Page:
US2265683A - Control column - Google Patents

Control column Download PDF

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Publication number
US2265683A
US2265683A US24864138A US2265683A US 2265683 A US2265683 A US 2265683A US 24864138 A US24864138 A US 24864138A US 2265683 A US2265683 A US 2265683A
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Prior art keywords
control column
shaft
column
member
control
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Legal status (The legal status is an assumption and is not a legal conclusion. Google has not performed a legal analysis and makes no representation as to the accuracy of the status listed.)
Expired - Lifetime
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Herbert L Bowers
Robert A Wolf
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Bell Aircraft Corp
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Bell Aircraft Corp
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    • BPERFORMING OPERATIONS; TRANSPORTING
    • B64AIRCRAFT; AVIATION; COSMONAUTICS
    • B64CAEROPLANES; HELICOPTERS
    • B64C13/00Control systems or transmitting systems for actuating flying-control surfaces, lift-increasing flaps, air brakes, or spoilers
    • B64C13/02Initiating means
    • B64C13/04Initiating means actuated personally

Description

1941. H. 1 BOWERS ET AL 2,265,683

CONTROL COLUMN Filed Dec. 30, 1938 :5 Sheets-Shet 1 #528507 L. BOWEQS' 08597 ,4. WOLF Dec. 9, 1941. H. BOWERS ET AL CONTROL COLUMN F'iledDec. 30,.1938 3 Sheets-Sheet 2 HEQBEBTL. BOWE'ES' ROBE/P7 A WOLF Dec. 9, 1941. H. LfBowERs ET AL CONTROL COLUMN Filed Dec. 50-, 1938 .3 Sheets-Sheet 3 EOBERF A. WOLF Patented Dec. 9, 1941 UNITED STATES PATENT OFFICE e CONTROL COLUMN HerbertL. Bowers and Robert A. Wolf, Kenmore, N. Y.', asslgnors to Bell Aircraft Corporation, Buffalo, N. Y., a corporation of New York Application December 30, 1938, Serial No. 248,641

- and taken along line -5 of Figure 6 looking in 3 Claims.

The present invention relates to control columns and more particularly to a control column for use in an airplane where the pilots seat is intermediate the power plant and the propeller, and in which a power shaft will pass through the plane of the control column and would normally intersect the column. While we have shown and described our inventive concept in connection with a tractor type airplane in which the power plant is disposed to the rear of the pilot, it is, of course, obvious that our invention is of broader application.

It is well known in the aviation industry that the maneuverability of an airplane is materially improved if the power plant is mounted substantially at the center of gravity of the plane. However, with the power plant thus located, it is necessary to provide the power shaft with an extension in order to drive the propeller. It will be appreciated, therefore, that a very important problem is to provide a column that may be freely operated without contacting or impeding "the operation of the power shaft or the column itself.

An object of this invention is to provide such a column, which will be located in its normal position-namely, immediately before the pilot, and usually in the transverse center of the fuselage-and which will be of simple construction and efficient in operation.

In general, our invention embraces the concept of mounting the control column for universal movement, and so forming the portion of the column adjacent the power shaft that there may be free movement of the column without contacting the power shaft. More specifically, the control column is pivoted below the power shaft, while the handle or grip is, of course, above the shaft. In the preferred embodiment, the control column is mounted for fore and aft movement on a member which, in turn, is pivoted to permit transverse movement of the control column.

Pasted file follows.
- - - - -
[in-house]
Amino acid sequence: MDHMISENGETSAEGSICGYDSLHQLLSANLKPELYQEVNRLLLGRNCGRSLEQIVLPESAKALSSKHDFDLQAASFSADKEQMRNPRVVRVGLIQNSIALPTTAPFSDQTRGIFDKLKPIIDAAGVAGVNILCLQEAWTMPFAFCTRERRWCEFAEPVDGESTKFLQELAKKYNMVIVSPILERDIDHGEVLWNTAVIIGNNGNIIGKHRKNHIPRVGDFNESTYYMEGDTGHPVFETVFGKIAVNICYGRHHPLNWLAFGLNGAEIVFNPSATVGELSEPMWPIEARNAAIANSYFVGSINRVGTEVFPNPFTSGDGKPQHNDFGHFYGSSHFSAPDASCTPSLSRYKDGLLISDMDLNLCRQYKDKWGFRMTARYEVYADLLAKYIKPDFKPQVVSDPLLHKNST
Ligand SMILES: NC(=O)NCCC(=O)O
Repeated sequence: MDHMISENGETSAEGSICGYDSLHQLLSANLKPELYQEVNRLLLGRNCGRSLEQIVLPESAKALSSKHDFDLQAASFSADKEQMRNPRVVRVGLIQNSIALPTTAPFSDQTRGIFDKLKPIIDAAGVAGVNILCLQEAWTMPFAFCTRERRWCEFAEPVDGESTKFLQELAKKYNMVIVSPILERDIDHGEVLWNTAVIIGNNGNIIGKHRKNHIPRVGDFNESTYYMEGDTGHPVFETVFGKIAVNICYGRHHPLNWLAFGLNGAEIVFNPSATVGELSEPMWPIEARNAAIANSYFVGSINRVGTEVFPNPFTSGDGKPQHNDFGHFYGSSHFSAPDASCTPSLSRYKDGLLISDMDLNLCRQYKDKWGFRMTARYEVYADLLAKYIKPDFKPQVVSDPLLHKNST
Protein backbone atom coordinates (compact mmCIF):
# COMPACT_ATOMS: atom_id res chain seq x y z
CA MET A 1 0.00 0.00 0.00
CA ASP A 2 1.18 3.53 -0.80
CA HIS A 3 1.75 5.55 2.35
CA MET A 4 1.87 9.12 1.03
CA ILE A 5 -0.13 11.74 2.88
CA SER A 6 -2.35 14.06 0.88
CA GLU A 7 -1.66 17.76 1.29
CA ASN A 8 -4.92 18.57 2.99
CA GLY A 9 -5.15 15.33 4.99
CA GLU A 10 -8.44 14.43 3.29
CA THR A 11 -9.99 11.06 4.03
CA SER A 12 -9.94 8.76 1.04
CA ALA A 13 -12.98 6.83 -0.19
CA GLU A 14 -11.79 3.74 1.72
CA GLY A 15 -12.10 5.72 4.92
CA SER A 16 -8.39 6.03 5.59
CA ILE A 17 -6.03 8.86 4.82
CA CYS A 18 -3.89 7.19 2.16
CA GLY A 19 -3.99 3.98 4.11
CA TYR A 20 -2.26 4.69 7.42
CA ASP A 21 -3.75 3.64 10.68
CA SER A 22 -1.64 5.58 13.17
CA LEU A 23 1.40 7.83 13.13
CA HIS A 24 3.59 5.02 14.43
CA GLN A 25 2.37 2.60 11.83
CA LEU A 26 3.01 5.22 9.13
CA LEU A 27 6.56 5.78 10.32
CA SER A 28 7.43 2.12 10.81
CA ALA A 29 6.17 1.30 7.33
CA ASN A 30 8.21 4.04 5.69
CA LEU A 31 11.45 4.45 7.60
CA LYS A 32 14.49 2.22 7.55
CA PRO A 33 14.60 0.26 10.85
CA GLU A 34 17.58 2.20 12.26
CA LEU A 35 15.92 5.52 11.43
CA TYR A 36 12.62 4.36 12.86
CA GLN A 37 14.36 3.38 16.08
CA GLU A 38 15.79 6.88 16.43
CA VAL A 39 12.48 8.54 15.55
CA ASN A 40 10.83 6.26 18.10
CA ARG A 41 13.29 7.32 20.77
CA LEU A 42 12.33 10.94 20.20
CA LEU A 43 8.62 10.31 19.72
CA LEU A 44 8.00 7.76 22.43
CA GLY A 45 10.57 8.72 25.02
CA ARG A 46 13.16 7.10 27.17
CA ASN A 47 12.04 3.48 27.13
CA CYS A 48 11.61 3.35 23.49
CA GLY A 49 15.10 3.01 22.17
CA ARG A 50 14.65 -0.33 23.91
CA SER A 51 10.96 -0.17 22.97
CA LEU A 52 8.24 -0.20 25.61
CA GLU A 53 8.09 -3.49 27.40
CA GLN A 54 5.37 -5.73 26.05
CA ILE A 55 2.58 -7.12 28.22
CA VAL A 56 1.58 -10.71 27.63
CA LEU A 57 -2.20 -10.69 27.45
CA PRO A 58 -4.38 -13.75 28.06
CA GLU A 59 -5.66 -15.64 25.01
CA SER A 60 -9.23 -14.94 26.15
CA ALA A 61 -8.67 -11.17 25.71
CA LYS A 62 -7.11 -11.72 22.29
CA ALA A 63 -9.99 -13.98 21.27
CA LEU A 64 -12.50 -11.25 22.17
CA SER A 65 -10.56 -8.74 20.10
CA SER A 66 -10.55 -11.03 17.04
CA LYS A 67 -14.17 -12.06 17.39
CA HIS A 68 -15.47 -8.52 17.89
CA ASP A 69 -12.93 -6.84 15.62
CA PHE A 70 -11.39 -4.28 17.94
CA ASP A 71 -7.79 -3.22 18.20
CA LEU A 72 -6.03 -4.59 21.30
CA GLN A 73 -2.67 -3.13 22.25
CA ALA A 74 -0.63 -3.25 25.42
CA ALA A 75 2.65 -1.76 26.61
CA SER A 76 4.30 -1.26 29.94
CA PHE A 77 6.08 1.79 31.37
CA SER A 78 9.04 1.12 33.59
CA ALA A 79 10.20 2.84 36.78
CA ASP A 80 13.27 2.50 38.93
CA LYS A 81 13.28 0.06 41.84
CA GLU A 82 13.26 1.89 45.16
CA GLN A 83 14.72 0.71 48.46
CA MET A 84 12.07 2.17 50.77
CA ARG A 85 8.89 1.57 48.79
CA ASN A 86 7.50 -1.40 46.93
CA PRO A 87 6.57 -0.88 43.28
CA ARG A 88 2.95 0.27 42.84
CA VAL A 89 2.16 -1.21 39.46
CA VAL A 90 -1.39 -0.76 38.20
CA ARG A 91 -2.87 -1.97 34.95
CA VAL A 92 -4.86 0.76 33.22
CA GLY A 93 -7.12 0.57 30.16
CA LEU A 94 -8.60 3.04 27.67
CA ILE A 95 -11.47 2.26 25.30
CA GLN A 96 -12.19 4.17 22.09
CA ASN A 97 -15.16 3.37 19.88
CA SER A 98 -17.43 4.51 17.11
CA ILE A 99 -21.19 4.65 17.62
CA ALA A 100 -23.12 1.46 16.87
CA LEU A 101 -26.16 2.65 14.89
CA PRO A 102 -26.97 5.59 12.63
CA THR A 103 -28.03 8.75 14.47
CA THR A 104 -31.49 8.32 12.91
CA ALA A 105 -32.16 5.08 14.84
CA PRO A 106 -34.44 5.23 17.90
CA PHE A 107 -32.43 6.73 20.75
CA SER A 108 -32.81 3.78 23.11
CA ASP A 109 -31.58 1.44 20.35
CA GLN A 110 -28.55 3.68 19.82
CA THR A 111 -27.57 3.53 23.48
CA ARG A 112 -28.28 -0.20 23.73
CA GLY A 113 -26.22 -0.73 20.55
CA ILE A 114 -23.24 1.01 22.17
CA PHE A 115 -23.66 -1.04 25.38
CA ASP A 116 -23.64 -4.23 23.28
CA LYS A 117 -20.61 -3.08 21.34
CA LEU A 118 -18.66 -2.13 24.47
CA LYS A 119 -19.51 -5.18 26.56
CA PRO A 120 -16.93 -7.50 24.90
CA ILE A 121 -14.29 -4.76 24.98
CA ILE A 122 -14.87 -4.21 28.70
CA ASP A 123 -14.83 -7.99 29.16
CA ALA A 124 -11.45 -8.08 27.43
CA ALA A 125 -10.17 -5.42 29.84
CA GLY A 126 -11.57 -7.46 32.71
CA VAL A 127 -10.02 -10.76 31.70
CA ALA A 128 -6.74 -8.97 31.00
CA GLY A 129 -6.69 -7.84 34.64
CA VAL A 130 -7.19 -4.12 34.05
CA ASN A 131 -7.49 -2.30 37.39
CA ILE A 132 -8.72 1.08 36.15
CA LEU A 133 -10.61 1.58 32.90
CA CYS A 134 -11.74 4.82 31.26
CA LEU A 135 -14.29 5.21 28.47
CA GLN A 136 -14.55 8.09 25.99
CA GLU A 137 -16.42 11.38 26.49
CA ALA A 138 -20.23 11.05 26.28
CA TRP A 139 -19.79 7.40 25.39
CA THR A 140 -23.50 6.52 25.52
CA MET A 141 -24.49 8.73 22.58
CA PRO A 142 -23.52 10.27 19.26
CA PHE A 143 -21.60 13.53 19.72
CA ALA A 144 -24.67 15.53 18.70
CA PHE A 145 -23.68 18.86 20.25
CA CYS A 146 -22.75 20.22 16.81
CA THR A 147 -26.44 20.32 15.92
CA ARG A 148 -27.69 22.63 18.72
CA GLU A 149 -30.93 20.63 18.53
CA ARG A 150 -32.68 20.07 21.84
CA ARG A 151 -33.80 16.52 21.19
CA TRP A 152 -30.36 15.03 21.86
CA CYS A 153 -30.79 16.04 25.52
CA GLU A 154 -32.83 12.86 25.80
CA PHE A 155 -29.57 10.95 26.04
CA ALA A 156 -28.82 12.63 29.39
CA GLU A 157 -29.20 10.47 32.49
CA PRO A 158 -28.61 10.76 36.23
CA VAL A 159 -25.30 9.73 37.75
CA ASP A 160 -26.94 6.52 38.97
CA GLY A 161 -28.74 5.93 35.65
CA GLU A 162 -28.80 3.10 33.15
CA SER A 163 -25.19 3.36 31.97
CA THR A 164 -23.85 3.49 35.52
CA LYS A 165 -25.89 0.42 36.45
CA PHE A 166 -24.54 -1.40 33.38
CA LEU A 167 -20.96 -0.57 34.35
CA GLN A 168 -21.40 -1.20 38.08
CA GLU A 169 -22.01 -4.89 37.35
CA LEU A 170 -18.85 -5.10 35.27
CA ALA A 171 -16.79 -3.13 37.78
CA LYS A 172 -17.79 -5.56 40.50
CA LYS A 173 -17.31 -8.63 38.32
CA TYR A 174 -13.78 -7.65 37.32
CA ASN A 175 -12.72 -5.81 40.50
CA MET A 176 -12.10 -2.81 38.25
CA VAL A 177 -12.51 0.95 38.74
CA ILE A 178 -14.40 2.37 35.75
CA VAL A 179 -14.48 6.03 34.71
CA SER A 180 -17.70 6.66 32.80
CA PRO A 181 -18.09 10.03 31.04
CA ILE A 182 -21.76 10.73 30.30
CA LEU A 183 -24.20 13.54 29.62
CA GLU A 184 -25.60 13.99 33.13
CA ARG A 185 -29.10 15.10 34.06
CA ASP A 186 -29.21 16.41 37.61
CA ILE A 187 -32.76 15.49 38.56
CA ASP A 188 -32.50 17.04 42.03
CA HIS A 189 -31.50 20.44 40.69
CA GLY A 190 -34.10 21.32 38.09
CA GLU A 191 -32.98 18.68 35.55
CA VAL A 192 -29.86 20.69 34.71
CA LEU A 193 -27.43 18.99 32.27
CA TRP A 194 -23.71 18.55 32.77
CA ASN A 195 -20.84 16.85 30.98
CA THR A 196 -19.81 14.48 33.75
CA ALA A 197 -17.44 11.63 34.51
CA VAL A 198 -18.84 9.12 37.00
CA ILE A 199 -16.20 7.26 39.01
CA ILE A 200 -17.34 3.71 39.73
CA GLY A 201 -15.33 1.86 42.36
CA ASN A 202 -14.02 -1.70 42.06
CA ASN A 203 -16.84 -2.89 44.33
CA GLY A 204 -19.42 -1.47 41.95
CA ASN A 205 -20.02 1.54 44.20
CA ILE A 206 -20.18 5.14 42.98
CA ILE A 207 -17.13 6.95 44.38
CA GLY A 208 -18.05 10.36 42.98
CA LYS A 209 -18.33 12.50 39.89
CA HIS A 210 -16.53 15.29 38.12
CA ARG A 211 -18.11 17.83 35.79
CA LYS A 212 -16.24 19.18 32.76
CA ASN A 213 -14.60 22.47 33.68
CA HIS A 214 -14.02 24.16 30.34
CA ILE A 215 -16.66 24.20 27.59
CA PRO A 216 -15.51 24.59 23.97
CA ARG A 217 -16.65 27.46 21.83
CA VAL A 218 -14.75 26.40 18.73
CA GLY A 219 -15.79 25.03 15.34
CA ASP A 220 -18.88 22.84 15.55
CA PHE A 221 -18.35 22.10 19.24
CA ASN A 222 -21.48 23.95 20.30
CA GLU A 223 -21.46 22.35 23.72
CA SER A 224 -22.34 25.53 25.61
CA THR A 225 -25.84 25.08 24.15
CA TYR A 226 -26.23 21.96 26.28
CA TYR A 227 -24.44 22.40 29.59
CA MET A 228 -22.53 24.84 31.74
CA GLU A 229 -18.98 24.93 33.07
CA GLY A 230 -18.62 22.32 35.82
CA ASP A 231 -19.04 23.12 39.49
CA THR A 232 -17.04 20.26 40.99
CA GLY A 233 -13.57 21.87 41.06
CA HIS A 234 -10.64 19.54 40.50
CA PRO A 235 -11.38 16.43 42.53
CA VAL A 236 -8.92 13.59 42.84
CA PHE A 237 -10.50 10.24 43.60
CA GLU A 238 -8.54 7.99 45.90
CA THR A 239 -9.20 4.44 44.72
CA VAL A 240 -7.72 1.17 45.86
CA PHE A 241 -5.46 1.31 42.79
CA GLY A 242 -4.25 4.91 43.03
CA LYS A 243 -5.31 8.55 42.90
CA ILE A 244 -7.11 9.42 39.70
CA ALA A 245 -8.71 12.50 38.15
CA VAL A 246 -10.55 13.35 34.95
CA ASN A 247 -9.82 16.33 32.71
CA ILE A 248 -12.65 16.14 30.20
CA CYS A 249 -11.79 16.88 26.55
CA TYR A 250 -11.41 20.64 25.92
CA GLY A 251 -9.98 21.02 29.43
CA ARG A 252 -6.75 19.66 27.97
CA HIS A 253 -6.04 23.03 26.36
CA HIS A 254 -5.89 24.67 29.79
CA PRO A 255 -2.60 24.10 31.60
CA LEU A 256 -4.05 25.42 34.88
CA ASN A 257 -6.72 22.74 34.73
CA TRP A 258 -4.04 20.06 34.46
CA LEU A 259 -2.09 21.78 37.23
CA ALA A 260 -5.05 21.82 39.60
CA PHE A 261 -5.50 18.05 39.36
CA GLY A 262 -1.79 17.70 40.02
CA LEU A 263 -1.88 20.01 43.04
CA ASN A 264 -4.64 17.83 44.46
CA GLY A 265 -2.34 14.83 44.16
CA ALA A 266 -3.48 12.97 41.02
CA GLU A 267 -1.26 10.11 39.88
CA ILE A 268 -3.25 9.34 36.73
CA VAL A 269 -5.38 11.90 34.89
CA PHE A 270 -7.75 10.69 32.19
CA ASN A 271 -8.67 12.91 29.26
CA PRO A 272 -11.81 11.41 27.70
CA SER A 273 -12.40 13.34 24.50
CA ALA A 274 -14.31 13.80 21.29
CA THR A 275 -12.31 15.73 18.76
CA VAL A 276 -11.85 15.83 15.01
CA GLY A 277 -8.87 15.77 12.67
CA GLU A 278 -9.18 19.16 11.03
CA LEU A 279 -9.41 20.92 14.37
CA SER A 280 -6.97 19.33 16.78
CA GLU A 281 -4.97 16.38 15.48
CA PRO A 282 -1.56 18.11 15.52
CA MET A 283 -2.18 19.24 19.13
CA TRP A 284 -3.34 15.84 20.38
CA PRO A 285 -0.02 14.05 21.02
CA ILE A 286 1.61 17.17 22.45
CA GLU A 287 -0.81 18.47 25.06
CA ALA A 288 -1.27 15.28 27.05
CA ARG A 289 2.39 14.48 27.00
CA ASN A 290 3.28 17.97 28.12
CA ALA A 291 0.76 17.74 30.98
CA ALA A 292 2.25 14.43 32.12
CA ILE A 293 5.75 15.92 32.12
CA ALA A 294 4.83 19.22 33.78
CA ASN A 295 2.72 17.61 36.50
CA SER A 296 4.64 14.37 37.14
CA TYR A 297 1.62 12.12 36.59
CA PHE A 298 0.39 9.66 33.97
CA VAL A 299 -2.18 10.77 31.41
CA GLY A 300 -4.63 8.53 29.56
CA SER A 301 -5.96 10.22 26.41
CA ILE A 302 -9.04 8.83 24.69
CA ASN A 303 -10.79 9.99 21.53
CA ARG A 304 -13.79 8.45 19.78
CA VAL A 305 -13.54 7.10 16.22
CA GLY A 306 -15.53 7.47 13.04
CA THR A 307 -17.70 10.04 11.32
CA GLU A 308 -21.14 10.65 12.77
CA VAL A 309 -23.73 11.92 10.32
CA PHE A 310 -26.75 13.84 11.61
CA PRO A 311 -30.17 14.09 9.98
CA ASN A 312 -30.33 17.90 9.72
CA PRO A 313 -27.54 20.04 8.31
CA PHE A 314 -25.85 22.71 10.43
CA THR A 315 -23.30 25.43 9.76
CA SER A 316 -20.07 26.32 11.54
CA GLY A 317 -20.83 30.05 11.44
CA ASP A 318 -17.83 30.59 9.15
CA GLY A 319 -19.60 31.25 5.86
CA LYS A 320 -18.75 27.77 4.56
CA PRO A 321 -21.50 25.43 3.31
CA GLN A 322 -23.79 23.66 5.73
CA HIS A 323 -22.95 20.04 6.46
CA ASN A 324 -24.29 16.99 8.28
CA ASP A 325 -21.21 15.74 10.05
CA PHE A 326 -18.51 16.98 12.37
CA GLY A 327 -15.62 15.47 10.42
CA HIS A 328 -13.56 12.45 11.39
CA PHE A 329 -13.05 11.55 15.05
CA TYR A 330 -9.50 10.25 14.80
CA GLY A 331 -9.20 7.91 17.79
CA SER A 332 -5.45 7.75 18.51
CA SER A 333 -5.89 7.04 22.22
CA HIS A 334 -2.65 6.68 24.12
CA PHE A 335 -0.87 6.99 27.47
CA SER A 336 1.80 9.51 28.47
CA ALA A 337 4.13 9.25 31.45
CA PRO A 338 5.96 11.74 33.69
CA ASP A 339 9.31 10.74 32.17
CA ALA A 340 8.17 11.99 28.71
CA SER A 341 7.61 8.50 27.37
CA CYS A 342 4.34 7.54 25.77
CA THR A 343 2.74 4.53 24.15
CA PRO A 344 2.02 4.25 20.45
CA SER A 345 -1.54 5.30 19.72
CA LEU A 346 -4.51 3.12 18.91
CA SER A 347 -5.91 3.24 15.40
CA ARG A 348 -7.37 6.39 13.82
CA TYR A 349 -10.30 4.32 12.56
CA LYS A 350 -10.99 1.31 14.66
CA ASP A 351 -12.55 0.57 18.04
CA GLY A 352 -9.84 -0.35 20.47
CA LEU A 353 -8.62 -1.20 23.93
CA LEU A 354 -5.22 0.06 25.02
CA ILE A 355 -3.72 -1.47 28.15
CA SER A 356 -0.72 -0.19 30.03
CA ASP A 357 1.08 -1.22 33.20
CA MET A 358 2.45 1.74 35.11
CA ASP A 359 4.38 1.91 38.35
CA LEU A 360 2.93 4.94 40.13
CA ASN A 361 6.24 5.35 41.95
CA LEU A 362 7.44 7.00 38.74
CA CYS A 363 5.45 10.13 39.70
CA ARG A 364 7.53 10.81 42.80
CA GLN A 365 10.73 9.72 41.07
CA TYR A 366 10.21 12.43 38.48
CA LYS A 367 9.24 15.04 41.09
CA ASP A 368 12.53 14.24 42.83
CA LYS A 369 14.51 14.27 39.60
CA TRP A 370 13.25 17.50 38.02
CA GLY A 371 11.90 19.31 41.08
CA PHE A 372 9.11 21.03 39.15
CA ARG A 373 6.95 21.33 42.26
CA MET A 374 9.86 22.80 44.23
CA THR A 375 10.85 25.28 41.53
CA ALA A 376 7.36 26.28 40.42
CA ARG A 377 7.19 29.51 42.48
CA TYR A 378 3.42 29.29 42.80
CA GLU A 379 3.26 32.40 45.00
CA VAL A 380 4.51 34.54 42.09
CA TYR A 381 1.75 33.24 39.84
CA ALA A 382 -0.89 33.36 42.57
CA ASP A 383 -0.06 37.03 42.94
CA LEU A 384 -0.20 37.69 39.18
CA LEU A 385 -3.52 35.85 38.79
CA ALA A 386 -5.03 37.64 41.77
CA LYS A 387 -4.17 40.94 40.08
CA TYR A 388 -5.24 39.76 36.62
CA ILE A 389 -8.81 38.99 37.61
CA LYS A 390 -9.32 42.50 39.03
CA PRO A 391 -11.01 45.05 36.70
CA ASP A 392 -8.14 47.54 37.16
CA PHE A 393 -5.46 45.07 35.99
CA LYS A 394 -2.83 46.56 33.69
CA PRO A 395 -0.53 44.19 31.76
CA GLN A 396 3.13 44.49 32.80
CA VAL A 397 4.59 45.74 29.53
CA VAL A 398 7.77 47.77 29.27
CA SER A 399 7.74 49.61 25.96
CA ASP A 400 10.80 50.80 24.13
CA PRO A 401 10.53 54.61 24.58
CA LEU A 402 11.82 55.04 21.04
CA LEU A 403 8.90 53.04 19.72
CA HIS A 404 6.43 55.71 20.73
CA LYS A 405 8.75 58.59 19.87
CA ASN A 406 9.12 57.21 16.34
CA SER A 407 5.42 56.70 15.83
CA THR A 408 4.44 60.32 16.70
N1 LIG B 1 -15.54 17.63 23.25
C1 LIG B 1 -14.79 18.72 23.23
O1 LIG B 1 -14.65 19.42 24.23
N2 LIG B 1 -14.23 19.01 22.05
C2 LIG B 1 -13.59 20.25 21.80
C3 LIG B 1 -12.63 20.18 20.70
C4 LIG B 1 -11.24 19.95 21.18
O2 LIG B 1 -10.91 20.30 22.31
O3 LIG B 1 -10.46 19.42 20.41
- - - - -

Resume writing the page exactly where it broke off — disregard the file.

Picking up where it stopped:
In the drawings:

Figure 1 is a schematic view of the fore part of an airplane equipped with our invention.

Figure 2 is a rear view in elevation of the control column and associated mechanism, and taken along the line 2-2 of Figure 3 looking in the direction of the arrows.

Figure 3 is a side view in elevation of the device shown in Figure 2.

Figure 4 is a view taken along line'4-4 of I Figure 3 looking in the direction of the arrows. Figure 5 is a rear view in elevation of a modilied form of control column and associated parts,

the direction of the arrows.

Figure 6 is a side elevational view, partly broken away of the device shown in Figure 5.

To facilitate a comprehension of our invention we have shown schematically in Figure 1,,

the relationship of the control column to the remainder of the plane. As there shown, the plane is composed of the fuselage I, wings 2, propeller 3, and cockpit or pilot's compartment 4. It will be noted that in this plane the engine 5 is located to the rear of the pilot, and drives the propeller by means of a power shaft 6 which extends to a gear box I, in which gears translate the drive of power shaft 6 to a propeller stub shaft 8. i A

It will be appreciated that preferred airplane design requires that the engine and power shaft 6 shall be in the longitudinal center line of the plane, which, of course, is also true of the pilots seat and the control column, designated generally as 9 in Figure 1. As stated, the plane shown in Figure 1 isschematic entirely, and our invention is applicable to any other type of aircraft in which a control column and a shaft lie within the same vertical plane.

Considering now the control column in more detail, and as best indicated by Figures 2 and 3, the column is composed of a handle or grip portion II,- a shaft or a body portion I2 and what may be termed a cutaway portion I3. The cutaway portion I3 is made up of two corresponding sections I3a and I3b bolted together as at I4 and I5 to form the single unit I3.

The cutaway portion I3, of course, holds the shaft or body portion I2 securely, and the individual members I31: and I3!) are so formed that, when assembled, the cutaway portion I3 provides a substantially circular aperture I6 through which the power shaft 6 extends. It will be noted that sufficient clearance is afforded by the aperdrical support I8 for the control column. The

cutaway member I3 is pivoted to the support I8 by a bolt or the like I9, and the control column may therefore be moved fore and aft on the support l8.

The support I8, at its opposite ends, is journaled in brackets 2|, and suitable ball bearings,

as shown at 22, may be providedto reduce friction.